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Bellone administration violated nepotism law with promotion

Elaine Barraga, the daughter of Suffolk Legis. Thomas

Elaine Barraga, the daughter of Suffolk Legis. Thomas Barraga, needed legislative approval under the county's nepotism law before her Dec. 19, 2016, promotion to bureau chief in the Suffolk County Attorney's Office, heading the general litigation unit.

The administration of Suffolk County Executive Steve Bellone violated county nepotism law by failing to put the promotion of Legis. Thomas Barraga’s daughter up for a legislative vote before promoting her to the $150,540-a-year job as a bureau chief in the county attorney’s office.

Elaine Barraga, who had been deputy bureau chief, was promoted to head the general litigation unit effective Dec. 19, one day before her father provided the key 10th vote for legislation that imposes a $300 mortgage fee.

The vote by her father, who is term-limited, allowed two Democratic lawmakers facing tough re-election bids in November to oppose the measure. County Attorney Dennis Brown and Barraga (R-West Islip) said the mortgage fee vote had no connection with the promotion of Barraga’s daughter.

Records show Elaine Barraga, 47, won legislative approval in 2010 for her original job as an $89,314-a-year principal assistant county attorney.

But no resolutions were filed for subsequent promotions as a $95,030-a-year principal assistant county attorney in 2011 or deputy bureau chief in 2014, at a salary of $115,205 annually. Since then, her pay had risen to $144,620.

Vanessa Baird-Streeter, spokeswoman for County Executive Steve Bellone, called the error “an oversight by the law department.” She said a resolution will be filed “as soon as possible,” and that it will cover earlier promotions.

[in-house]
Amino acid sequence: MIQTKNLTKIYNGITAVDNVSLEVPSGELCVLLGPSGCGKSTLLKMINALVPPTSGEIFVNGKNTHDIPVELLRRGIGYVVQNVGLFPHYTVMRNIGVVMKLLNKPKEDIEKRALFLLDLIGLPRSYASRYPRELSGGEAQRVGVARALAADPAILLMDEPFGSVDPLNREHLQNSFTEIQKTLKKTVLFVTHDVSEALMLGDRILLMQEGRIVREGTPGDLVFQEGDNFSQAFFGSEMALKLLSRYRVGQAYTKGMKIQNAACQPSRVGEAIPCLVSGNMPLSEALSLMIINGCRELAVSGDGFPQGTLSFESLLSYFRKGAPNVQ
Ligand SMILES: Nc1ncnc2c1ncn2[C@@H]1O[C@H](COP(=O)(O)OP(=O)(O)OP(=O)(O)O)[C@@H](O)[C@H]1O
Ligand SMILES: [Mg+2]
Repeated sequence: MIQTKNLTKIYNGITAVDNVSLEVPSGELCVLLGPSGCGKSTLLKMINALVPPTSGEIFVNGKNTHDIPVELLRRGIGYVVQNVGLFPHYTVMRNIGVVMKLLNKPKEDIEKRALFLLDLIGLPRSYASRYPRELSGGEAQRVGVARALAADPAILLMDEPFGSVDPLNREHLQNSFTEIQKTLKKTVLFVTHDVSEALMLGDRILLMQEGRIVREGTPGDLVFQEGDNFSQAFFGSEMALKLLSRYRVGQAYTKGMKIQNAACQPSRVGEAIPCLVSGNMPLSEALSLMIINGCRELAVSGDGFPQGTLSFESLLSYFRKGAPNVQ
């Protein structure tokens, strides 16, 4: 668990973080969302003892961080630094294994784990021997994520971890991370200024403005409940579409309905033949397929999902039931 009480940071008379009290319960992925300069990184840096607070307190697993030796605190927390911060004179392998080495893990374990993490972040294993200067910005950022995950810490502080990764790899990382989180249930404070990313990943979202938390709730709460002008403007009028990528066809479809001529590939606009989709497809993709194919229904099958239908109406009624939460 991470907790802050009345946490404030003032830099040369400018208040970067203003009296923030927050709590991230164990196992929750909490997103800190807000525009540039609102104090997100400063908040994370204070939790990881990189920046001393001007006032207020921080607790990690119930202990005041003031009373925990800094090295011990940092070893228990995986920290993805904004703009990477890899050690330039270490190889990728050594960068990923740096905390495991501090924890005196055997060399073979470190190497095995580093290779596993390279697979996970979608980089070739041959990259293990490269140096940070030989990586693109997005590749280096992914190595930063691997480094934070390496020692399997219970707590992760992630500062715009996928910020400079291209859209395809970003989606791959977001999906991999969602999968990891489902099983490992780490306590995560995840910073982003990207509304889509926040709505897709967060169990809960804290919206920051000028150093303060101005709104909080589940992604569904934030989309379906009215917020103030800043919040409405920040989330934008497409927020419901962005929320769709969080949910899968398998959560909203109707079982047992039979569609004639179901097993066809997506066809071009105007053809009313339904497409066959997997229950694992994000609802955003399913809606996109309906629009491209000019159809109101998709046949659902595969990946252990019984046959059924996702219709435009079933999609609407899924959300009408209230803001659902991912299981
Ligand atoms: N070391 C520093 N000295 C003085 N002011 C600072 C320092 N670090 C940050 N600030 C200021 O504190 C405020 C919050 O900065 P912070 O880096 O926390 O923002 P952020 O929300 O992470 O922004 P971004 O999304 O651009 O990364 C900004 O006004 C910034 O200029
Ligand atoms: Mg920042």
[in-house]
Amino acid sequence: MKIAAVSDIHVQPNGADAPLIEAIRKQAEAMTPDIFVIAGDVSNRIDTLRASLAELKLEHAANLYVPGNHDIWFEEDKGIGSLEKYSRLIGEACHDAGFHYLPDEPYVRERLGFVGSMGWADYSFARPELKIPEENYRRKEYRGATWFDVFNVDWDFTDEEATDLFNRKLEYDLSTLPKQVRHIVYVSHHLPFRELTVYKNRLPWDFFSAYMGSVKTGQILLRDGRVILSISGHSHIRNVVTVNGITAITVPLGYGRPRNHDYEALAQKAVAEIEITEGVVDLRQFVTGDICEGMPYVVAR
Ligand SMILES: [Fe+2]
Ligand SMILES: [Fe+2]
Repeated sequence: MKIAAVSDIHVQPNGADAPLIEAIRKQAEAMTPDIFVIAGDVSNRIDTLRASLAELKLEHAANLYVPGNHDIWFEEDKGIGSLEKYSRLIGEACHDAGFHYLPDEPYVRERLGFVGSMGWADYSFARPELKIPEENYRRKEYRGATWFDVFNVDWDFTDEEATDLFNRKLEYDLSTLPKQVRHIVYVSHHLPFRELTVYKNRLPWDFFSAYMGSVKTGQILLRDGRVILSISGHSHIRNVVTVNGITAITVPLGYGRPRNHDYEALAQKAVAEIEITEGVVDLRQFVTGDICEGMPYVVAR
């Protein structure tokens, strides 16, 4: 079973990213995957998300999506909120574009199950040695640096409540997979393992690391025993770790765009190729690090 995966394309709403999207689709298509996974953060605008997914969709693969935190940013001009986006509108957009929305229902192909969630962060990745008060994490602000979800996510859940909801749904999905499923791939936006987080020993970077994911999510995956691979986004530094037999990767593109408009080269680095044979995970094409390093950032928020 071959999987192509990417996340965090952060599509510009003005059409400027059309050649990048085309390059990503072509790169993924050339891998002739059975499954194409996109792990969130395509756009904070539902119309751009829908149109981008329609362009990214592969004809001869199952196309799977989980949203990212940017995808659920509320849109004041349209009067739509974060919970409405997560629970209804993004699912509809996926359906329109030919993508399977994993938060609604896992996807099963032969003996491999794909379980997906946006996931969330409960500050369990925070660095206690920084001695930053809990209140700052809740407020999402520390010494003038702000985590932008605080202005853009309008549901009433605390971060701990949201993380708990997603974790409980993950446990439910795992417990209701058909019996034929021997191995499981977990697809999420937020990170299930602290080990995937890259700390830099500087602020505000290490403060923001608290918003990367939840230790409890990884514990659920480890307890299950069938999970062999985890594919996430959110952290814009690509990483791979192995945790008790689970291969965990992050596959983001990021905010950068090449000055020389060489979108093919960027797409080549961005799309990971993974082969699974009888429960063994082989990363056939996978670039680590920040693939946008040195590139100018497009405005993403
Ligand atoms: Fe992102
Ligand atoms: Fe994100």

County law requires relatives of elected officials, commissioners and county officials in policymaking positions to get legislative approval before hiring or promotion in jobs exempt from Civil Service. “Such hiring or promoting shall not be effective unless and until it is approved by resolution of the Suffolk County Legislature,” the law says.

It also mandates that the county comptroller “seek reimbursement” of salary and other compensation including fringe benefits “during any ... period of violation plus interest.” Experts say the law would only affect pay raises and benefits for job titles that the legislature did not approve.

Legislative Counsel George Nolan called the penalty too harsh.

“To punish the individual does not make sense,” Nolan said. “If the appropriate resolution was not filed, it’s the responsibility of the [law] department or the administration” to put it forward.

Presiding Officer DuWayne Gregory (D-Amityville) said he was unaware of the promotion provision. “I don’t think it has ever come up before,” he said, adding that he expects approval of the promotion resolution for Elaine Barraga.

Bellone aides said there were two other instances where mistakes were made and promotion resolutions were done retroactively early last year.

Barraga noted that his daughter won legislative approval when she was first hired. He said he was unaware of the need for a vote on promotions, but he added that he would have complied if he had known.

“I’ve always been completely transparent,” he said. “No one was trying to make an end run around any legislation,” Barraga said, adding that his daughter “is hardworking and has been a tremendous asset” to the county.

Elaine Barraga also had applied to move to a newly created position of deputy counsel at Suffolk County Community College. Barraga previously worked as an attorney for the Metropolitan Transportation Authority and for the state attorney general. A decision on the college job is expected within 30 days.

CORRECTION: An earlier version of this story listed an incorrect title for Elaine Barraga when she was hired by the Suffolk County attorney’s office in 2010. The county legislature approved her hiring as a principal assistant county attorney.


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